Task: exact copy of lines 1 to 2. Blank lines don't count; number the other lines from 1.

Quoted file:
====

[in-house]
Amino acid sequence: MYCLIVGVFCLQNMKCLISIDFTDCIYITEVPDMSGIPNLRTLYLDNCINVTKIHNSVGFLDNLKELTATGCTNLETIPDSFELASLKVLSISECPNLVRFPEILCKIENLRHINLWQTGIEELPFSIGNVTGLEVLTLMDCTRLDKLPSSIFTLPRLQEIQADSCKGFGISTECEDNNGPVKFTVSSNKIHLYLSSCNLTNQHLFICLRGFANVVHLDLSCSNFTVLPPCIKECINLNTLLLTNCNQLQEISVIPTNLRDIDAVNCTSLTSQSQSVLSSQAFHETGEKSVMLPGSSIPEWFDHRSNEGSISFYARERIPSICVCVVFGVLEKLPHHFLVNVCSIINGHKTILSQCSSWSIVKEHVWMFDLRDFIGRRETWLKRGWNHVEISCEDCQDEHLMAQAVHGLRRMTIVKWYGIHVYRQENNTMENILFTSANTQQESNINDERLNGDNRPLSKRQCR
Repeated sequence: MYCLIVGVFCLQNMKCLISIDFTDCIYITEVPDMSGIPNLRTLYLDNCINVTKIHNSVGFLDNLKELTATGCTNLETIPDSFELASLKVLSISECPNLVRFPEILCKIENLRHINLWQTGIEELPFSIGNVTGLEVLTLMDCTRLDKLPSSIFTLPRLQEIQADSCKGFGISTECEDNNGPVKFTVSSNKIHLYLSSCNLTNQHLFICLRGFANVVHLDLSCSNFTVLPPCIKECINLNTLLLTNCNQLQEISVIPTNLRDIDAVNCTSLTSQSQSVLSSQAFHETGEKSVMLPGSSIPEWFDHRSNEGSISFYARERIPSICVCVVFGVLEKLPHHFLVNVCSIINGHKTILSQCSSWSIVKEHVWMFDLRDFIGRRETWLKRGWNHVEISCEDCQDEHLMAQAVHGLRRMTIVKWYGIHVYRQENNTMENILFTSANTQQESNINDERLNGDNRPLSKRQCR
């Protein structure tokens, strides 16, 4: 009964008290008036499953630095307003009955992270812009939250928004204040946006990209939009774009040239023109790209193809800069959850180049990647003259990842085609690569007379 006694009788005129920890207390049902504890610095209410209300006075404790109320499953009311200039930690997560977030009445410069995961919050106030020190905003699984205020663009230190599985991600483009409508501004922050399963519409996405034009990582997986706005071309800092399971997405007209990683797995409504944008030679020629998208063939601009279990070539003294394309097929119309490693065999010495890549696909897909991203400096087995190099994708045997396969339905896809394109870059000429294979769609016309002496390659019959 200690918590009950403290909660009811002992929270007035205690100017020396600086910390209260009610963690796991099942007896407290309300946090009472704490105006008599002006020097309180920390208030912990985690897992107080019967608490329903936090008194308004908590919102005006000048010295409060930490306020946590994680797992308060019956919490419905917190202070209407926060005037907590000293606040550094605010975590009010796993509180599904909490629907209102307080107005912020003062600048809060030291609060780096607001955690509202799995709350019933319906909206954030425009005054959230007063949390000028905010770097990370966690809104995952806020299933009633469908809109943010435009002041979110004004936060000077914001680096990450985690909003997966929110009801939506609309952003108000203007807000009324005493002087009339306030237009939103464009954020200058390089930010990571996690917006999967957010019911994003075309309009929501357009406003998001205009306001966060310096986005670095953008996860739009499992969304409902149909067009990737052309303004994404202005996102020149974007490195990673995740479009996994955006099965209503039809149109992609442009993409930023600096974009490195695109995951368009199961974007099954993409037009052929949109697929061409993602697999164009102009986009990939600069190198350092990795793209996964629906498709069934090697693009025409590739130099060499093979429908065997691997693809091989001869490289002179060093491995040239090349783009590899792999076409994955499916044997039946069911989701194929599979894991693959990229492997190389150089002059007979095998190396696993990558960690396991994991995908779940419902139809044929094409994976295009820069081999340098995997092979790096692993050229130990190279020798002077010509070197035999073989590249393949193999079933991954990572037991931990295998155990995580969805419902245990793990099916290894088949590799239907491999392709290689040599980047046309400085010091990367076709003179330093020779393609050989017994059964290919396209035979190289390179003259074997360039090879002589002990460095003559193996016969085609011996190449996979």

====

[in-house]
Amino acid sequence: MYCLIVGVFCLQNMKCLISIDFTDCIYITEVPDMSGIPNLRTLYLDNCINVTKIHNSVGFLDNLKELTATGCTNLETIPDSFELASLKVLSISECPNLVRFPEILCKIENLRHINLWQTGIEELPFSIGNVTGLEVLTLMDCTRLDKLPSSIFTLPRLQEIQADSCKGFGISTECEDNNGPVKFTVSSNKIHLYLSSCNLTNQHLFICLRGFANVVHLDLSCSNFTVLPPCIKECINLNTLLLTNCNQLQEISVIPTNLRDIDAVNCTSLTSQSQSVLSSQAFHETGEKSVMLPGSSIPEWFDHRSNEGSISFYARERIPSICVCVVFGVLEKLPHHFLVNVCSIINGHKTILSQCSSWSIVKEHVWMFDLRDFIGRRETWLKRGWNHVEISCEDCQDEHLMAQAVHGLRRMTIVKWYGIHVYRQENNTMENILFTSANTQQESNINDERLNGDNRPLSKRQCR